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Relocalization Workshop Celebrates Local Success

PV Residents Already Changing the World, Starting Locally

Don’t ask anyone’s permission to change the world. Just start making the changes, one community at a time, and the world will follow.

That was the message among the 200 people who crowded into the Pioneer Valley Relocalization Workshop held in Northampton on September 30. The atmosphere was crackling with energy and enthusiasm as speakers and workshops told the story of how local efforts already underway were answering the problems of global warming, energy shortages, and economic globalization.

During the breaks, attendees chatted with an entrepreneur who had formed a solar energy company, the director of a cooperative bank, the organizer of a thriving farmers market in Holyoke, an organic farmer who raised apples, a physics professor who analyzed energy conservation programs, among others. Revitalizing local economies was a key subject.

Moderator Jill Stein described relocalization as a way to address global threats to our well-being while protecting local democratic rights from   the coercion of big money corporations. Michael Garjian described the exciting emergence of a growing network of local businesses (known as "E2m", an "economic model for millennium 2000") dedicated to nurturing the local community rather than just extracting wealth from it. Ruth Trujillo of the Greensboro Justice Fund underscored the timely opportunity to build collaboration with disenfranchised communities where cutting edge initiatives in sustainable local food, fair wages and more are making dramatic inroads, locally and globally. Jack Kittredge of NOFA/Mass., Lynn Benander of Coop Power and Nat Fortune of MCHC described exciting models already in action for meeting local organic food and energy needs in the Pioneer Valley.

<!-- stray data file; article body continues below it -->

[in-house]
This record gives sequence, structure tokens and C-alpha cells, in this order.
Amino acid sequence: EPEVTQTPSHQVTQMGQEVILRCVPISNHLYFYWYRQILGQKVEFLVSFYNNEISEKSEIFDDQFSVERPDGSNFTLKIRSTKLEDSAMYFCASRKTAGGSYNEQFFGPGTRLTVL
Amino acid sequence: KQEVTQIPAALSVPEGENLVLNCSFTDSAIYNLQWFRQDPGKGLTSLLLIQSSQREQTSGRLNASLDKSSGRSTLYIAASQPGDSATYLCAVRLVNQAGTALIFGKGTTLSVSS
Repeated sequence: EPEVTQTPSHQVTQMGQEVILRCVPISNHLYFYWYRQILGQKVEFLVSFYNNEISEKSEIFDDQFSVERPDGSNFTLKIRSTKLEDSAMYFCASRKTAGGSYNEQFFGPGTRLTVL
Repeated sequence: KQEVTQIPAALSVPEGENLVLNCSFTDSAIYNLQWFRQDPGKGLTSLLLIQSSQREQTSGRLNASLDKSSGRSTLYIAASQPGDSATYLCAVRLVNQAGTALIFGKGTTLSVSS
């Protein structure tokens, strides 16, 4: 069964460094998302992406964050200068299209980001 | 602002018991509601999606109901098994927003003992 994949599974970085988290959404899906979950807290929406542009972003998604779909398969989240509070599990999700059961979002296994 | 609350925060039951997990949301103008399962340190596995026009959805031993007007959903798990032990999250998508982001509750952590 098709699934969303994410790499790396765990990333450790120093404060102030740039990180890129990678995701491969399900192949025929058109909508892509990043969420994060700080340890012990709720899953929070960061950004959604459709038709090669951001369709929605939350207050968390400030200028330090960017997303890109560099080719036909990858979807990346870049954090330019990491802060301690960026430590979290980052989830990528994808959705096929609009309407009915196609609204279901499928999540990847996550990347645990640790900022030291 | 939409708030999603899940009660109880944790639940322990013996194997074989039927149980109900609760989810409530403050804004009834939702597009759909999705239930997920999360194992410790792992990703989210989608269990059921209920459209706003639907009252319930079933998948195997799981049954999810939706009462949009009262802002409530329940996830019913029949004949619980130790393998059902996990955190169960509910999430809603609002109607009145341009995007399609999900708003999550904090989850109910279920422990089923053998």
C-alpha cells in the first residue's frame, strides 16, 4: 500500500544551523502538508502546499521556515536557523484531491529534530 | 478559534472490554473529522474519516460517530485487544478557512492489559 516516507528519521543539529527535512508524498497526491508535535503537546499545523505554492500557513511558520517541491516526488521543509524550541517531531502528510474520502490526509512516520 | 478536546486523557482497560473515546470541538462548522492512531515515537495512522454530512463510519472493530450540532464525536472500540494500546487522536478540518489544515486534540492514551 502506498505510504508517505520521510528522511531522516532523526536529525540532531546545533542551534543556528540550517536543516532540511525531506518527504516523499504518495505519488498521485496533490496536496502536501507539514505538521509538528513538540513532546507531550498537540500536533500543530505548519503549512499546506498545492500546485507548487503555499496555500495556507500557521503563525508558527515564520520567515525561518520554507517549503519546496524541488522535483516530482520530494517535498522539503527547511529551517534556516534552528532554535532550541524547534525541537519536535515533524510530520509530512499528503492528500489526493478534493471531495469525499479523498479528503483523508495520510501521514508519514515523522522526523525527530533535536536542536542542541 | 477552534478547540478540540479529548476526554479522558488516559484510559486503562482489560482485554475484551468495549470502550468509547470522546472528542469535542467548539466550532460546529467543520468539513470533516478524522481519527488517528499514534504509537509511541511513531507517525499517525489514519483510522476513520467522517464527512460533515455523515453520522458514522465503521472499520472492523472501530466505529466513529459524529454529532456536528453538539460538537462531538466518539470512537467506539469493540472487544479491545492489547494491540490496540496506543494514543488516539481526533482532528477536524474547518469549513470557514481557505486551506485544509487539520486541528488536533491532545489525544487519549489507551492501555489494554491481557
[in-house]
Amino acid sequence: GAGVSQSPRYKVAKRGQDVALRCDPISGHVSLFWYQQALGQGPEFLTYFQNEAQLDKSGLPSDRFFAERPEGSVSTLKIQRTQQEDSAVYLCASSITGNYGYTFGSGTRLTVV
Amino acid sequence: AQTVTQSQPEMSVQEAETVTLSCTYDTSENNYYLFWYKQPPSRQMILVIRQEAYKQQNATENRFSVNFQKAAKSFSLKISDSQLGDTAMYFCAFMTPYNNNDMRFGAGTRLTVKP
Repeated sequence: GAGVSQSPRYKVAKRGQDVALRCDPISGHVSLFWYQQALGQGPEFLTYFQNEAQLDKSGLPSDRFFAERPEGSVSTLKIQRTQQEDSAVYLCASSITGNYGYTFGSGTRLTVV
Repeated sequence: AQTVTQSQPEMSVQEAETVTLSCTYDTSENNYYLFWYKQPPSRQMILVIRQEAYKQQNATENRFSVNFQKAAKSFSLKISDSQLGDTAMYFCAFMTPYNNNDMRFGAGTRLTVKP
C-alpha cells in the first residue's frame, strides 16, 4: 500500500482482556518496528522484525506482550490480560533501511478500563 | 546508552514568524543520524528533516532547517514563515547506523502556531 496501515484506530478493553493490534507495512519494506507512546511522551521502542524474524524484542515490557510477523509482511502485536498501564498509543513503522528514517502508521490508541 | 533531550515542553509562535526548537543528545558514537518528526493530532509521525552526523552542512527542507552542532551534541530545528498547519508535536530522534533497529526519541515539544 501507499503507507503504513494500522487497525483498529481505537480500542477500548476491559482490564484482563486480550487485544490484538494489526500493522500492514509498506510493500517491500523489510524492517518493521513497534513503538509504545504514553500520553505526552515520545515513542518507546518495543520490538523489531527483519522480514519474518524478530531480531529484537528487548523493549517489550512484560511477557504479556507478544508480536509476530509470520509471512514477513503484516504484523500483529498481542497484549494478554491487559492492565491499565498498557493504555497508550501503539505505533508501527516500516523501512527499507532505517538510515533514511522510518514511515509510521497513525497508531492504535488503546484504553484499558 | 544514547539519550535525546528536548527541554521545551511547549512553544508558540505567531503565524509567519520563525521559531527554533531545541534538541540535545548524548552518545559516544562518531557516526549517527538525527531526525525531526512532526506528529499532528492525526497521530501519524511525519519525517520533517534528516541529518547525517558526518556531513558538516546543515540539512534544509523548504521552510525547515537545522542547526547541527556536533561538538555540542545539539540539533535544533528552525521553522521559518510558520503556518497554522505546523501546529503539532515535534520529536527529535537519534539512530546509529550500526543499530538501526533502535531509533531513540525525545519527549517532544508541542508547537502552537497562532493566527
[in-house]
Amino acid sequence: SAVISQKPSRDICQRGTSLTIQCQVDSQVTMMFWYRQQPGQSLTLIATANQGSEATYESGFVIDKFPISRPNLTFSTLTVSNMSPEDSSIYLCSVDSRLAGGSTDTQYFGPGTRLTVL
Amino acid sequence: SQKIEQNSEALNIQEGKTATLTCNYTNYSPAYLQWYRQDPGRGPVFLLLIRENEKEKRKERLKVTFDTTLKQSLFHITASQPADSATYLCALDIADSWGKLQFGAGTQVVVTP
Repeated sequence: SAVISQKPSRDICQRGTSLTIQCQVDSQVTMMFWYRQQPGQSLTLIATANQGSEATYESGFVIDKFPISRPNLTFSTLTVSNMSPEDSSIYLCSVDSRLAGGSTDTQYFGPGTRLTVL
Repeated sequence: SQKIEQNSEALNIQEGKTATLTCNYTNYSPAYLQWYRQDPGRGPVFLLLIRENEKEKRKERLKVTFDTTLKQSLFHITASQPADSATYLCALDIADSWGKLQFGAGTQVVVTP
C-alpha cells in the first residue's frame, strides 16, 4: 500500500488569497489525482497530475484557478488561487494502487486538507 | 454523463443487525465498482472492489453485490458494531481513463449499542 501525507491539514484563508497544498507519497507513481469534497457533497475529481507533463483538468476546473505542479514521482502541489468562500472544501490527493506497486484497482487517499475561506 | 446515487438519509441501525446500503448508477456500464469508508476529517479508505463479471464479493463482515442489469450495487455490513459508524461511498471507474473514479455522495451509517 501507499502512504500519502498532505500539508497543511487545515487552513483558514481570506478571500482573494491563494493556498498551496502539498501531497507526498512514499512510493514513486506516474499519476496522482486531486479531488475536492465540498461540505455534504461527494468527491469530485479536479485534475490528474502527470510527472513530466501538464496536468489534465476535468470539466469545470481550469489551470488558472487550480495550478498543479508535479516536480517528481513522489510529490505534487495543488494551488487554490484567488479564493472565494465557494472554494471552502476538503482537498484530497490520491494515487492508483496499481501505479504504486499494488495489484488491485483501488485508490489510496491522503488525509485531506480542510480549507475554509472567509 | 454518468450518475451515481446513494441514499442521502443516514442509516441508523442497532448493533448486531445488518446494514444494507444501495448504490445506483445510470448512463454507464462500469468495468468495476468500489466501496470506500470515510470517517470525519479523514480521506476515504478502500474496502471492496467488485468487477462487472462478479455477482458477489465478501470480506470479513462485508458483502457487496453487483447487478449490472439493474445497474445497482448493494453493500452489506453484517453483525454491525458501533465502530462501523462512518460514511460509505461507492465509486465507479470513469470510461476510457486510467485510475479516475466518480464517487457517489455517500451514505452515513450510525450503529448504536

The workshop launched an ongoing effort to spur relocalization in the Pioneer Valley and beyond.   Attendees signed up to join a relocalization network that will exchange information on an ongoiong basis, as well as encourage collaboration between relocalization efforts.

In a concluding keynote address, author Frances Moore Lappé told attendees that it was time to "Break the spiral of powerlessness and enter the spiral of empowerment." And to those who attended, it seemed the spiral of empowerment is truly underway in the Pioneer Valley.

Click here for photos.


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